Updated Nov 6, 2013 - 10:54 am
Pete Carroll defends Darrell Bevell's play-calling
By Brady Henderson
Russell Wilson's goal-line interception was one of the lowlights of Seattle's win over Tampa Bay, and it has intensified the complaints among some Seahawks fans regarding Darrell Bevell's play-calling.
But the man whose opinion on the subject matters most – head coach Pete Carroll – defended his offensive coordinator when he joined 710 ESPN Seattle's "Brock and Danny" on Monday.
"I would challenge anybody that thinks they know better," coach Pete Carroll said in defense of offensive coordinator Darrell Bevell, whose play-calling has been criticized. (AP)
"Somebody doesn't like the one call down in the red zone, it's kind of like, too bad."
The Seahawks trailed 24-17 midway through the fourth quarter when a long completion from Wilson to Jermaine Kearse gave them a first down at Tampa Bay's 3-yard line. When Bevell opted for a play-action pass that was intercepted before it could reach Doug Baldwin in the end zone, it didn't sit well with those who thought a run-first offense would be better suited giving the ball to one of the NFL's most physical running backs instead.
That play-call continued a trend for the Seahawks and their offensive coordinator, who at various times over the previous two games chose not to hand off to Marshawn Lynch from inside the opponent's 2-yard line.
Last week against St. Louis, Seattle threw to Golden Tate after a pair of read-option runs by Wilson. Against Arizona a week earlier, it was a throw to Kellen Davis after an overturned touchdown run by Lynch, who signaled his apparent displeasure over the ensuing passing play with a one-finger salute in the direction of Seattle's sideline.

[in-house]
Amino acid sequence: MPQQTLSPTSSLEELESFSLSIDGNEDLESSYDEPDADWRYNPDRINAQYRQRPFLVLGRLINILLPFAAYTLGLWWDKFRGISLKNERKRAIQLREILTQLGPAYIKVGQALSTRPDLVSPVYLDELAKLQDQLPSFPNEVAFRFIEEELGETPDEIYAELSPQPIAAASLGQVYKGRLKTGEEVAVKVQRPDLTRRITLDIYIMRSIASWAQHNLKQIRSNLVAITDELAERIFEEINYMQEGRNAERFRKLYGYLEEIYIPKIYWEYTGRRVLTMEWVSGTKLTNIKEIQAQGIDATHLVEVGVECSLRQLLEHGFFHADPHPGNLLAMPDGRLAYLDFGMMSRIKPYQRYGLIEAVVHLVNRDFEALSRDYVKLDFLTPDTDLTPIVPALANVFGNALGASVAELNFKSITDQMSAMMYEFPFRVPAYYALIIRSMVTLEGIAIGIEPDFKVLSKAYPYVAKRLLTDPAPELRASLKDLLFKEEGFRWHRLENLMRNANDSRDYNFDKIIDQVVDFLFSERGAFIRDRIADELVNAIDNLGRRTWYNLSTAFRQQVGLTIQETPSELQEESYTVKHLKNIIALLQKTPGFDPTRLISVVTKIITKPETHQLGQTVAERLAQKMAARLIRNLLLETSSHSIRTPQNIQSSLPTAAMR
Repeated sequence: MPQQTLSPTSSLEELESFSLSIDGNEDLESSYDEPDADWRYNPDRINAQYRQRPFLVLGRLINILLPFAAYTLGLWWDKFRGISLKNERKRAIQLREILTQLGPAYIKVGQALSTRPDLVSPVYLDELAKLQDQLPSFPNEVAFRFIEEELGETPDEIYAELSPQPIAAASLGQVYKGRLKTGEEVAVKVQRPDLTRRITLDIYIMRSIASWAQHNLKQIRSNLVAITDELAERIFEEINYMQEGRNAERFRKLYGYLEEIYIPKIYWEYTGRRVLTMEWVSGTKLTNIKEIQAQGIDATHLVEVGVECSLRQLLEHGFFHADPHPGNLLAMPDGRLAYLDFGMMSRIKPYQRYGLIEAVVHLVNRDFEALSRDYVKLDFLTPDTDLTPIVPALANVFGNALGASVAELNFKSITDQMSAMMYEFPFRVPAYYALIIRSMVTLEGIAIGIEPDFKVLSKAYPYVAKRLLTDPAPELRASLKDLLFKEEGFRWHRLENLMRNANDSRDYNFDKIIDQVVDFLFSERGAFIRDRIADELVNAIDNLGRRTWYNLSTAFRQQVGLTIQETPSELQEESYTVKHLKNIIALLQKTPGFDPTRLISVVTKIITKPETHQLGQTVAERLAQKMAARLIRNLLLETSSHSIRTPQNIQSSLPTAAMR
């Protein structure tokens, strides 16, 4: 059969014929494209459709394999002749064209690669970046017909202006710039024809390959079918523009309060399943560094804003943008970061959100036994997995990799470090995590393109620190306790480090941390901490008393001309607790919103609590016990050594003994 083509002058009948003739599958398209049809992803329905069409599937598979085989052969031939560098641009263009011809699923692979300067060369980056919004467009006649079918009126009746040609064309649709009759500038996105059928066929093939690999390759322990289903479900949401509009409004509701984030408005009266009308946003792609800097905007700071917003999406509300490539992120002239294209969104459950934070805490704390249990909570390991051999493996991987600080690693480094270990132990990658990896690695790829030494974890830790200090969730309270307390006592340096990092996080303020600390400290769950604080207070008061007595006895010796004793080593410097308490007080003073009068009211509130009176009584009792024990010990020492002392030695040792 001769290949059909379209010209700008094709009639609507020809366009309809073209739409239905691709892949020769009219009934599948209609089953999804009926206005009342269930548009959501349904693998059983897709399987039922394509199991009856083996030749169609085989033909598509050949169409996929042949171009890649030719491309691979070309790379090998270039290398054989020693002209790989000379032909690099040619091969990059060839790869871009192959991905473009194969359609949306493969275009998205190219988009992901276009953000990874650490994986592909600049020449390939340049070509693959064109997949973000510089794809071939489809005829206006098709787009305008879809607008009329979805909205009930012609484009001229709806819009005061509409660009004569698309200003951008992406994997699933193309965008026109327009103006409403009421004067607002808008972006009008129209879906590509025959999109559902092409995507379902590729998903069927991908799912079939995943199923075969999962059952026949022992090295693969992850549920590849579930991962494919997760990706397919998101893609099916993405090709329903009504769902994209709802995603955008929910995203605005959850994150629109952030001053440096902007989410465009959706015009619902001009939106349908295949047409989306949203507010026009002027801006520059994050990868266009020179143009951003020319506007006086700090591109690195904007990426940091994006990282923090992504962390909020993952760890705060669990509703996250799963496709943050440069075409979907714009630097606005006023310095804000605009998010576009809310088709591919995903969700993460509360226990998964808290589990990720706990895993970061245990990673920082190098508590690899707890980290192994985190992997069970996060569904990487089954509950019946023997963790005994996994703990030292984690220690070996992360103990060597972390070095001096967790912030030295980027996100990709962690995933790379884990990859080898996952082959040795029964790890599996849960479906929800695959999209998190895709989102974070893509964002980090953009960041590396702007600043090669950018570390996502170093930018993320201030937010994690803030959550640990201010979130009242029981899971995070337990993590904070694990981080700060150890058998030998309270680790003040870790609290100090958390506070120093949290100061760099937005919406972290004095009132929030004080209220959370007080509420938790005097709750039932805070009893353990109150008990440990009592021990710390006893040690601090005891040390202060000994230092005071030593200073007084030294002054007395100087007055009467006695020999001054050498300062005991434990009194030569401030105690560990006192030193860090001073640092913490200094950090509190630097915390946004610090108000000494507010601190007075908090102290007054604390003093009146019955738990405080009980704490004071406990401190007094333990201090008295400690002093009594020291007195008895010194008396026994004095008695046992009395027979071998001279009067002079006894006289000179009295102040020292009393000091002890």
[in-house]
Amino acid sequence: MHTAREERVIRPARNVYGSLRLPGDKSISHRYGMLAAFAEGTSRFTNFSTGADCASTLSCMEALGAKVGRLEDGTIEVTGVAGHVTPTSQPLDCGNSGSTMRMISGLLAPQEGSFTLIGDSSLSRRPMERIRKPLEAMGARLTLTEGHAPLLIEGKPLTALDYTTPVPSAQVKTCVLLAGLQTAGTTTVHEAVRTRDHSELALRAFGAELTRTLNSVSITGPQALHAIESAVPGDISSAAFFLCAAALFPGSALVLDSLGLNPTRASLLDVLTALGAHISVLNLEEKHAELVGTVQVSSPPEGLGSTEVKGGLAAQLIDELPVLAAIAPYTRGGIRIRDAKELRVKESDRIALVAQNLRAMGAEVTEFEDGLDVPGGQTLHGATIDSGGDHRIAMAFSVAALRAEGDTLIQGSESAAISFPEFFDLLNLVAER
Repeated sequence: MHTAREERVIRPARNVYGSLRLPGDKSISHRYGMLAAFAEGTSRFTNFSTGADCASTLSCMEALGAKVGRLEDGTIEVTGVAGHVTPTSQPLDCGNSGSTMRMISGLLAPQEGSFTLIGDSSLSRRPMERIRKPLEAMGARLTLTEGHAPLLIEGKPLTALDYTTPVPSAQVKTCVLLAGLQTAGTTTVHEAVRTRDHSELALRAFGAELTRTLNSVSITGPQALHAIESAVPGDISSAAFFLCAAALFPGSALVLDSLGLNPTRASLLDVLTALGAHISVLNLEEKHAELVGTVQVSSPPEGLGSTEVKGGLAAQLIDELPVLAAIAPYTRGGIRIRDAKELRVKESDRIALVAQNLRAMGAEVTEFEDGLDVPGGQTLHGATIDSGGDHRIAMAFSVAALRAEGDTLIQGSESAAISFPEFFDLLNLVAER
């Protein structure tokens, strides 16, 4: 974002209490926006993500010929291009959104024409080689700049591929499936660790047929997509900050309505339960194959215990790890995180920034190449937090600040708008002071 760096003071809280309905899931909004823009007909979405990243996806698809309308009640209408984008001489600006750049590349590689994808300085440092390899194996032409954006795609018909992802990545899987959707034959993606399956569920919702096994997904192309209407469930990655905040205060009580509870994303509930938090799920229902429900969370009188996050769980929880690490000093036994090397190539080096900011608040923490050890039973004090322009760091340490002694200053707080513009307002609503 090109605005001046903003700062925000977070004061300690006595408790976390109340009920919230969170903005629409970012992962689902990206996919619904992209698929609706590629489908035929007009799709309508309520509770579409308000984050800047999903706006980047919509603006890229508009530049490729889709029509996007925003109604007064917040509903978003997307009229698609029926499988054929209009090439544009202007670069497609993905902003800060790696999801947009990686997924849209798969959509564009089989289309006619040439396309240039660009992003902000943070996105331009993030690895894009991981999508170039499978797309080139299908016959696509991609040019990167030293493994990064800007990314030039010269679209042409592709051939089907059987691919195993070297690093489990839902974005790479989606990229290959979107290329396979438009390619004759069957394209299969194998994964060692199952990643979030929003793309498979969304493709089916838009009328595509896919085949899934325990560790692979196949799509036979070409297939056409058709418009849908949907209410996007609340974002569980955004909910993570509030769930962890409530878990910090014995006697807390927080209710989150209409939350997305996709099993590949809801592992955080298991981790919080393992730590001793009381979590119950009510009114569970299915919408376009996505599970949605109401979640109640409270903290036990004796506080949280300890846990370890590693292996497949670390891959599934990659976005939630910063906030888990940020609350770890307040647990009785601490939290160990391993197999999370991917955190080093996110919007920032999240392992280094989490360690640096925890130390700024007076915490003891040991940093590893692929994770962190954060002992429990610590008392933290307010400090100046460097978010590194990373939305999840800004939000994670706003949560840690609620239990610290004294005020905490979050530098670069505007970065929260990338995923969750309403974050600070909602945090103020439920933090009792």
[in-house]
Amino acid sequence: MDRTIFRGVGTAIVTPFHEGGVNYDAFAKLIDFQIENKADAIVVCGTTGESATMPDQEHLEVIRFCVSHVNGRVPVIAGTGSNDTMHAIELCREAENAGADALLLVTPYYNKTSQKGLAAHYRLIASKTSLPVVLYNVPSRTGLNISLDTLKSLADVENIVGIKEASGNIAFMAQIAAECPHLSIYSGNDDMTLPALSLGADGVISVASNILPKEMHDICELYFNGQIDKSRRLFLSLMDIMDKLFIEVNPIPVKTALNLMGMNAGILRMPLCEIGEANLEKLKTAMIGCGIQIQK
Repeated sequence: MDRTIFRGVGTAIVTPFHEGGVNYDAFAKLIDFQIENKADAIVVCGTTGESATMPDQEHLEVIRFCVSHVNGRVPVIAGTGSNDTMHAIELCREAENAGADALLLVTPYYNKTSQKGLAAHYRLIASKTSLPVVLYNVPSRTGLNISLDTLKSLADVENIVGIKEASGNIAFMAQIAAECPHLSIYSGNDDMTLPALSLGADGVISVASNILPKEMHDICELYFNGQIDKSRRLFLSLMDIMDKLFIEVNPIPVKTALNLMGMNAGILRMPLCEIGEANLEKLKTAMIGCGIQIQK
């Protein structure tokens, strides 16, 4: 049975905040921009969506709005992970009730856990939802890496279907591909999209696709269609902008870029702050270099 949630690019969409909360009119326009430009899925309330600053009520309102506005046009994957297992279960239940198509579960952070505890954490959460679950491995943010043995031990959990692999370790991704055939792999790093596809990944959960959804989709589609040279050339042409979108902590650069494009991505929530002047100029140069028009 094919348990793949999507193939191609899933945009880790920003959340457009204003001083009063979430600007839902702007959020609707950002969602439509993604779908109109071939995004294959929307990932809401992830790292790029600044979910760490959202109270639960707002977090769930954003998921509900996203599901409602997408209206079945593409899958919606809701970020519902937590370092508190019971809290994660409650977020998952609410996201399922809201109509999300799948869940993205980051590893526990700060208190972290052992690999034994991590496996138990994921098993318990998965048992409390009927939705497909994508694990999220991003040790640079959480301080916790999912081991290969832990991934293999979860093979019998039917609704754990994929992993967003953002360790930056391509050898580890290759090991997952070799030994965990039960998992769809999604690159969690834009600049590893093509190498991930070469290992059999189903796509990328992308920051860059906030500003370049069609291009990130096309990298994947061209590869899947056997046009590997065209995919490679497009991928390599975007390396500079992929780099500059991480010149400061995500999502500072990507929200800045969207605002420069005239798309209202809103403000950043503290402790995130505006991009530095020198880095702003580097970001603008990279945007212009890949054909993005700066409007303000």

Even though both of those plays resulted in touchdowns, the repeated decisions to not call Lynch's number near the goal line seems to be at the heart of the growing displeasure over Bevell's play-calling.
"I would challenge anybody that thinks they know better," Carroll said before noting that second-guessing from fans comes with the territory of being an offensive coordinator. "Anytime there is a bad play you can critique it, and that can happen any snap of the game."
Sunday's game was statistically one of the Seahawks' better offensive performances of the season. Seattle scored 27 points, went 8 of 12 on third down and totaled 415 yards, 198 of which came on the ground against the league's seventh-ranked run defense.
While the Seahawks' offensive rankings through nine games aren't spectacular – they're fifth in rushing, 27th in passing and 13th overall – Carroll gave no indication that he feels Bevell's play-calling is an issue.
"I think he's doing a really good job at it," Carroll said.
Follow Brady Henderson on Twitter @BradyHenderson.
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